Since i’m not quite at liberty to say where I work per se (still trying to figure that out), but there was one thing i always saw while i was at work but always wanted to get in. It was the DeRobertis Pastry shop or ‘pasticceria’ in the old world that was New York in the 20th century. Not only has the store been around for generations and a part of the Lower East Side turned East Village fabric, its very existence defined that old New York that many in my generation and those past are yearning to revisit or retain. It is no longer the buildings that we want to preserve but rather the institutions and places that make up the neighborhood. Alas DeRobertis closed it’s door and turned off the sign on December 6 2014 at 3 p.m. EST.


The full sign but with the word pastry out of order

The full sign but with the word pastry out of order

My first and sadly last visit to the shop capped off three years of passing this 110 year old institution. I visited the place on Sunday my day off and found the place full of people like me who wanted to get a final look of the place. Steeping into the shop and cafe felt like entering a time warp in the calmest of sense. I mean when we think of old buildings which managed to retain their decor for years with many changes are not only rare but rather inaccessible for most people on a regular basis.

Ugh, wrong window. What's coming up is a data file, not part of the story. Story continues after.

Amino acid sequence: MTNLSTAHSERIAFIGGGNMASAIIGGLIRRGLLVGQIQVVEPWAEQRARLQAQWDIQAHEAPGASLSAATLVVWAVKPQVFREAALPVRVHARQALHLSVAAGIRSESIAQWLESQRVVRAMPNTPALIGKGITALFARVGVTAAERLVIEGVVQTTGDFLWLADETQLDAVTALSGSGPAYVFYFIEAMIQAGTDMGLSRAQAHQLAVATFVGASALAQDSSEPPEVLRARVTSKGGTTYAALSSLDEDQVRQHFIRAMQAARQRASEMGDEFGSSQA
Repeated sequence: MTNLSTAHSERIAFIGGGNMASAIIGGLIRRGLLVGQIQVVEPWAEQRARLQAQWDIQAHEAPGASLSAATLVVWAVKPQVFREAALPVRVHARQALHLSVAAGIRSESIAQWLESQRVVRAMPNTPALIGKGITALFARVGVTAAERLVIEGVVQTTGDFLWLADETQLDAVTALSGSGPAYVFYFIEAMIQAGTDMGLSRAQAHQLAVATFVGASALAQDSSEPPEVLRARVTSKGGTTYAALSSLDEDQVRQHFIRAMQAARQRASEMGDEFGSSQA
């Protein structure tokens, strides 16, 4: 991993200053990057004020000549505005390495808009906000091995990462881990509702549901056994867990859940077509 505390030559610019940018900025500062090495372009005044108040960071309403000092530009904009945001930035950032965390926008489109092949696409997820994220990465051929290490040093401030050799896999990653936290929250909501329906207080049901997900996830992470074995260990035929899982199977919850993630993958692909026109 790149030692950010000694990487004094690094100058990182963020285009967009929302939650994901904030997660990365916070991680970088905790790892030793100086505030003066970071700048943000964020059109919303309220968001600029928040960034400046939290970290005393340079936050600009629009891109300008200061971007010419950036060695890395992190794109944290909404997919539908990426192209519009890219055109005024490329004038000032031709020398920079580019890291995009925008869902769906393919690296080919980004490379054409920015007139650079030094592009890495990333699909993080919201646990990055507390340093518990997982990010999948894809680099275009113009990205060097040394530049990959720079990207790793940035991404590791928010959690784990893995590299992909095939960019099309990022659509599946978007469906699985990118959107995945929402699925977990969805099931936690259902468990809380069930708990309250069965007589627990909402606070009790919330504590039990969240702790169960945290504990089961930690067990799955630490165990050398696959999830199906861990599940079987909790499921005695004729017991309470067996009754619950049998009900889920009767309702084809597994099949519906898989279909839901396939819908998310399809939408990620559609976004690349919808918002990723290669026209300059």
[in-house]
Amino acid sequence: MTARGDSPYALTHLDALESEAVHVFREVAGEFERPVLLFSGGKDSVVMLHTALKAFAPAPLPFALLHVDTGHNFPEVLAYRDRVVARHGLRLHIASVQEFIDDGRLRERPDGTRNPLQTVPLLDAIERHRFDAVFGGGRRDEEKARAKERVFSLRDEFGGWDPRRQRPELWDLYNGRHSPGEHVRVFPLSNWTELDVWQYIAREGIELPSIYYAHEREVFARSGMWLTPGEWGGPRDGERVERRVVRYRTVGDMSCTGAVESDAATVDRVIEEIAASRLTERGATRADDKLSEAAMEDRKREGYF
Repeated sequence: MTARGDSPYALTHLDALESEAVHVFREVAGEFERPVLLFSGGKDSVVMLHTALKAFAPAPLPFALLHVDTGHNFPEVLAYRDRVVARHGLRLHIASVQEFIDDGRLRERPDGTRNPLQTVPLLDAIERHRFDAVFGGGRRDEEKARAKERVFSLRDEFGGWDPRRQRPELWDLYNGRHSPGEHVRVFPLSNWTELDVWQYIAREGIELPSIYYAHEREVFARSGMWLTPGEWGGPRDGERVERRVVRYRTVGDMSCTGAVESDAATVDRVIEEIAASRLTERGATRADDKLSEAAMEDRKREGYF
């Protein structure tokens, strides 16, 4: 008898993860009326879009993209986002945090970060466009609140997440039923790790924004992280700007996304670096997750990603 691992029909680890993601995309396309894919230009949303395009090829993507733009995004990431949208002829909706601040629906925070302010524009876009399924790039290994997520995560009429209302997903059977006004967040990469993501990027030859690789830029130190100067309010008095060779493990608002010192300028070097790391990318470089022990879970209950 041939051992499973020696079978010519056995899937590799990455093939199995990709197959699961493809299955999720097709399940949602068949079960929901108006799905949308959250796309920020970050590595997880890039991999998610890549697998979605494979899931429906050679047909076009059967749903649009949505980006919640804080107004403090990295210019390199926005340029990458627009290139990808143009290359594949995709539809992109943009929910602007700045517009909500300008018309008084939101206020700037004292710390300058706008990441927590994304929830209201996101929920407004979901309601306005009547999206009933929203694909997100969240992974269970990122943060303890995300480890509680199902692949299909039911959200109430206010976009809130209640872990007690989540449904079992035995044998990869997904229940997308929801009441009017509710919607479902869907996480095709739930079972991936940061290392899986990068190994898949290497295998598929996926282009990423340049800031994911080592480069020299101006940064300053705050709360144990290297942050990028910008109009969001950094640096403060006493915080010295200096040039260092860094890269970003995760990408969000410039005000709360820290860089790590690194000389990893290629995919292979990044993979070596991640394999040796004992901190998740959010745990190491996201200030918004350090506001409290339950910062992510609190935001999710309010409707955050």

Wide shot of interior

Wide shot of interior


The tile work looks cleaner than the ones on the subway!

The tile work looks cleaner than the ones on the subway!

The glass etchings, people don't even think about doing this kind of thing anymore!

The glass etchings, people don’t even think about doing this kind of thing anymore!


As time slowly wound down I made my order. When I get older and reminisce on my youth i will say my first Anisette cookie was at DeRobertis.

If you are wondering why after years of serving the community, why would they leave? Well as the old saying goes ‘there ‘ goes the neighborhood’, the East Village may not be as dangerous in the ‘Rent’ era, the people who live here now aren’t necessarily pastry shop friendly. They treat Cannoli’s, Cheesecake and Cookies as if it’s the Ebola virus. So newcomers to the neighborhood took the place for granted and those like me saw it as part of the neighborhood window dressing, we did so at our own peril. While the family that owns the shop hasn’t plotted their next move, I hope it tastes sweeter.

In the meantime Glenn Miller’s “Moonlight Serenade” came on while I was visiting, the song seem to take on extra meaning. Here’s a link to add to the mood


Bonus pick where did their loyalties lie???? I’ll never find out.

Sweet debate

Sweet debate